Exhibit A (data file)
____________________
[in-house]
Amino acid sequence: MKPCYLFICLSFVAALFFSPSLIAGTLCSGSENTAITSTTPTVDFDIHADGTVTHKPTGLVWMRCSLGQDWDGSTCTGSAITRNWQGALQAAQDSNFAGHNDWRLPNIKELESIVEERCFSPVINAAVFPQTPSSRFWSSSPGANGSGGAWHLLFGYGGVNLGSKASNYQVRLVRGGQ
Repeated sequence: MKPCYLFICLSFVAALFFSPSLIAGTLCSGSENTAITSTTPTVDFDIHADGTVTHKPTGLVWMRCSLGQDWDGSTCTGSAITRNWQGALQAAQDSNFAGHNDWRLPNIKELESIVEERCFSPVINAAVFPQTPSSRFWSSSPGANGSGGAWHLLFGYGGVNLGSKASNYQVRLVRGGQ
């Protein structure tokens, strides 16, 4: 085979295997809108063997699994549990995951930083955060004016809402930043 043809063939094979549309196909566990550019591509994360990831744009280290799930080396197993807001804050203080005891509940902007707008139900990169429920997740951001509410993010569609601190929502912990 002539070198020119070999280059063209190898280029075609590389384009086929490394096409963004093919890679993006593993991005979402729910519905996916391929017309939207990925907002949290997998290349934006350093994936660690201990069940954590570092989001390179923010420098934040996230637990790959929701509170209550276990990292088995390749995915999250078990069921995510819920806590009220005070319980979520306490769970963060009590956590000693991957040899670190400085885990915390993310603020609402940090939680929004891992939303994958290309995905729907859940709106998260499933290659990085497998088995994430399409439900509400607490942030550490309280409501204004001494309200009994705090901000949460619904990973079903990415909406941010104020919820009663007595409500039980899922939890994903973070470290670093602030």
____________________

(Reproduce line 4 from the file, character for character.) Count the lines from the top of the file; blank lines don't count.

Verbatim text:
């Protein structure tokens, strides 16, 4: 085979295997809108063997699994549990995951930083955060004016809402930043 043809063939094979549309196909566990550019591509994360990831744009280290799930080396197993807001804050203080005891509940902007707008139900990169429920997740951001509410993010569609601190929502912990 002539070198020119070999280059063209190898280029075609590389384009086929490394096409963004093919890679993006593993991005979402729910519905996916391929017309939207990925907002949290997998290349934006350093994936660690201990069940954590570092989001390179923010420098934040996230637990790959929701509170209550276990990292088995390749995915999250078990069921995510819920806590009220005070319980979520306490769970963060009590956590000693991957040899670190400085885990915390993310603020609402940090939680929004891992939303994958290309995905729907859940709106998260499933290659990085497998088995994430399409439900509400607490942030550490309280409501204004001494309200009994705090901000949460619904990973079903990415909406941010104020919820009663007595409500039980899922939890994903973070470290670093602030």